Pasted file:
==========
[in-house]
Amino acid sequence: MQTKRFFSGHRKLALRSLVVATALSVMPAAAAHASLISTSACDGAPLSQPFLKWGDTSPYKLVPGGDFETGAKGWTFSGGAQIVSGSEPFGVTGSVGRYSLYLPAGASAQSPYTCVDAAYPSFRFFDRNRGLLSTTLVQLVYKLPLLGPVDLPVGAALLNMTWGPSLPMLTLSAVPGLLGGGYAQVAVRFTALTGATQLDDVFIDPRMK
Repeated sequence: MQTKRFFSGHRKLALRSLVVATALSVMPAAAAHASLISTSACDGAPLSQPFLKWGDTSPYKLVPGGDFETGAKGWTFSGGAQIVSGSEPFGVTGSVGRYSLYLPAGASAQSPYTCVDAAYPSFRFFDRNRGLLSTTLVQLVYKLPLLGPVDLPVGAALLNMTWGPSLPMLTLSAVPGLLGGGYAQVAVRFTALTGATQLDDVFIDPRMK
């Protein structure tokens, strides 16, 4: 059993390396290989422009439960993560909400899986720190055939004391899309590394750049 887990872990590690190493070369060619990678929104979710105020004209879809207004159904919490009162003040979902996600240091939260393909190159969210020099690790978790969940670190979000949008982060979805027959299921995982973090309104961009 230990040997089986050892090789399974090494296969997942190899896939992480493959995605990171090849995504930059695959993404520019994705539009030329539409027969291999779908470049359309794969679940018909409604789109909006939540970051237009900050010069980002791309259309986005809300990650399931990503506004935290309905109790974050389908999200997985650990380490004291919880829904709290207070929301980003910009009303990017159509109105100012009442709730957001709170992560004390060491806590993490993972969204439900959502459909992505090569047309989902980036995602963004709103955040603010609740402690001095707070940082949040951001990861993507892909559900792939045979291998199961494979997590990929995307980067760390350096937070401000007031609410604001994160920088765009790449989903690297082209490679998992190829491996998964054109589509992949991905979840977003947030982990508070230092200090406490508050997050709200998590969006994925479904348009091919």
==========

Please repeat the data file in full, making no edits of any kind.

[in-house]
Amino acid sequence: MQTKRFFSGHRKLALRSLVVATALSVMPAAAAHASLISTSACDGAPLSQPFLKWGDTSPYKLVPGGDFETGAKGWTFSGGAQIVSGSEPFGVTGSVGRYSLYLPAGASAQSPYTCVDAAYPSFRFFDRNRGLLSTTLVQLVYKLPLLGPVDLPVGAALLNMTWGPSLPMLTLSAVPGLLGGGYAQVAVRFTALTGATQLDDVFIDPRMK
Repeated sequence: MQTKRFFSGHRKLALRSLVVATALSVMPAAAAHASLISTSACDGAPLSQPFLKWGDTSPYKLVPGGDFETGAKGWTFSGGAQIVSGSEPFGVTGSVGRYSLYLPAGASAQSPYTCVDAAYPSFRFFDRNRGLLSTTLVQLVYKLPLLGPVDLPVGAALLNMTWGPSLPMLTLSAVPGLLGGGYAQVAVRFTALTGATQLDDVFIDPRMK
């Protein structure tokens, strides 16, 4: 059993390396290989422009439960993560909400899986720190055939004391899309590394750049 887990872990590690190493070369060619990678929104979710105020004209879809207004159904919490009162003040979902996600240091939260393909190159969210020099690790978790969940670190979000949008982060979805027959299921995982973090309104961009 230990040997089986050892090789399974090494296969997942190899896939992480493959995605990171090849995504930059695959993404520019994705539009030329539409027969291999779908470049359309794969679940018909409604789109909006939540970051237009900050010069980002791309259309986005809300990650399931990503506004935290309905109790974050389908999200997985650990380490004291919880829904709290207070929301980003910009009303990017159509109105100012009442709730957001709170992560004390060491806590993490993972969204439900959502459909992505090569047309989902980036995602963004709103955040603010609740402690001095707070940082949040951001990861993507892909559900792939045979291998199961494979997590990929995307980067760390350096937070401000007031609410604001994160920088765009790449989903690297082209490679998992190829491996998964054109589509992949991905979840977003947030982990508070230092200090406490508050997050709200998590969006994925479904348009091919």